Unless you made your reservations months ago, a Yellowstone overnight trip in 2021 will be a challenge, with lodging virtually sold out for the summer and available regional housing on the expensive side.
If you’ve checked travelyellowstone.com and expected to see some sort of housing options available only to find the Park sold out for virtually the entire summer season—even the expensive suites at Lake and Mammoth—you are now in the position of crafting a new itinerary that doesn’t include a convenient stay at Old Faithful Inn or Mammoth. But, like most of us, you missed your 2020 visit and after a year holed up in home, you are itching for a Yellowstone trip. So plan ahead you must.
We cannot stress enough how important it is to have a game plan for your Yellowstone overnight trip, especially at a time when all accommodations in the Park, including campgrounds, are filled to capacity. That means having a plan but also the flexibility to change it.
In past years you could count on a decent number of lodging cancelations a week or two out: folks would make a Yellowstone reservation months in advance and then drop it right before their trip. Xanterra addressed this by adding a small cancelation fee to dropped reservations, but that doesn’t stop the practice from continuing. In the past, you were usually rewarded by obsessively checking the Yellowstone reservations website for such cancelations, but with 2021 shaping up to be such an unusual year, it’s hard to predict whether there will be a large number of cancelations. (So far, no.) The other wild card this summer: whether Xanterra adds more lodges and rooms to available Yellowstone inventory. Not every lodge is fully open, and some, like the cabins at Roosevelt Lodge, may still open this year. (A number of factors determine whether more lodging will be available, including worker availability.) So keep watching the listings for availability.
Still, the smart move is to have a backup plan in case no Park lodging becomes available. So you’ll be looking at staying outside the Park in a gateway city. This isn’t necessarily the worst situation. Gardiner, West Yellowstone and Cooke City (which is surprisingly unchanged from the above vintage postcard) all offer a range of lodging options at a variety of price points. In Gardiner, traditional hotel rooms will run you $240 a night and more, but availability for summer 2021 is already tight. Traditional hotel rooms and cabins in West Yellowstone in 2021 run a wider range of prices, and availability is tight for June. (Hint—less than 20 miles up the road from West Yellowstone is Big Sky, with cheaper rooms and plenty of vacancies.) There are also plenty of houses and cabins for rent via AirBnB and VRBO.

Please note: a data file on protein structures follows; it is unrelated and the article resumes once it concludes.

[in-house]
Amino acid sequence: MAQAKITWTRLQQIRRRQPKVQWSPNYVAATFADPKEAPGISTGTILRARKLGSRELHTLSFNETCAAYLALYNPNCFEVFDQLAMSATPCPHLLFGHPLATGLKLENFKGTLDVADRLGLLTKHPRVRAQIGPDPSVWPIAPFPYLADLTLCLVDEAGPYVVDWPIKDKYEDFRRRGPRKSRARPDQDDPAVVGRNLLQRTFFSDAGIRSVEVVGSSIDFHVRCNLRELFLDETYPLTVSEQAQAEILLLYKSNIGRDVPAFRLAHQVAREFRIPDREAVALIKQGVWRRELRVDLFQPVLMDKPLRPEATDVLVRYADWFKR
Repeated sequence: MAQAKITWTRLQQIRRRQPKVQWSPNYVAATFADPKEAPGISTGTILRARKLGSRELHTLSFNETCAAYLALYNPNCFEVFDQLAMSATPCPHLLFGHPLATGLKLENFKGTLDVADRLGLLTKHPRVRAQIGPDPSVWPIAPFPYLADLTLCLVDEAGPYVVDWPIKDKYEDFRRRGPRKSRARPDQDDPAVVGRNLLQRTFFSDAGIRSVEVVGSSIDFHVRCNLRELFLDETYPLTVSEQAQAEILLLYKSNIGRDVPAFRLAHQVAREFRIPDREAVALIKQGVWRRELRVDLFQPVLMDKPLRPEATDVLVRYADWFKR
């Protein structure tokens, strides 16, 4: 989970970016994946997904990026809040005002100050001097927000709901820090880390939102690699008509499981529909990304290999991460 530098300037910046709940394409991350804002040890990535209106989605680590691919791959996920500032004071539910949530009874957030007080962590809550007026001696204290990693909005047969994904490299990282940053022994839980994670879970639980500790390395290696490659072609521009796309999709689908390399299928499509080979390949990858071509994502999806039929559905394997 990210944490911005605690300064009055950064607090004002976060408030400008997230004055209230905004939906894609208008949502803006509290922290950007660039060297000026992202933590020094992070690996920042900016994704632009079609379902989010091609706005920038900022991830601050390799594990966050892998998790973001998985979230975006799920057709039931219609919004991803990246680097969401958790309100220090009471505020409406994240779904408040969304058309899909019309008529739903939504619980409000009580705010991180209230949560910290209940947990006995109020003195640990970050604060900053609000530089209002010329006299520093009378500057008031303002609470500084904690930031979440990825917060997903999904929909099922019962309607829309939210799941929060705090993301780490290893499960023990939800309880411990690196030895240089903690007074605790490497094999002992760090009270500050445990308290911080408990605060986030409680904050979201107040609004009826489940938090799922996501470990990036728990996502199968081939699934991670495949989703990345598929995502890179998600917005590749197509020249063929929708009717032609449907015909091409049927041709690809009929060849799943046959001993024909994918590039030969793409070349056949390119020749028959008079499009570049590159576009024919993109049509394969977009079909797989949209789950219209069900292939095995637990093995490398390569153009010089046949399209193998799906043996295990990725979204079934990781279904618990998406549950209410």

An underrated destination is Cooke City, where the offerings may be a little more rustic and remote from the busier parts of Yellowstone but definitely comfortable. Take, for example, Big Moose Resort, located right outside of town. Cabins run between $135 and $150 a night, but you are not roughing it with satellite TV and WiFi available. In town, rooms at the Super 8 go for $159 a night, while rooms at the Alpine Hotel and Soda Butte Lodge can be found at a slightly cheaper rate. No, nothing in Cooke City will be fancy, but the town is very pleasant, and the location is great. There are also plenty of houses and rooms (like those offered at Silver Gate’s Range Rider’s Lodge) for rent via AirBnB and VRBO.
Also featuring a lot of availability so far is lodging at Grand Teton, though the prices are fairly steep for Jackson Lake Lodge or Headquarters Lodge–$320 or more a night for a cabin with two queens. You’ll find similarly priced options farther south in Jackson, where a room at a Motel 6—even one modernized with Ikea-like furnishings—will run you $286 a night plus taxes. And, of course, you can stay at a gateway community farther afield, such as Cody or Bozeman, which definitely turns your Yellowstone visit into a series of day trips.
This is an unusual year for Yellowstone National Park travel. Be prepared to be flexible in your planning, and definitely lay in a game plan before committing to that Yellowstone overnight trip.
Photo of Old Faithful Inn by Jacob W. Frank, courtesy National Park Service. It was taken in 2017.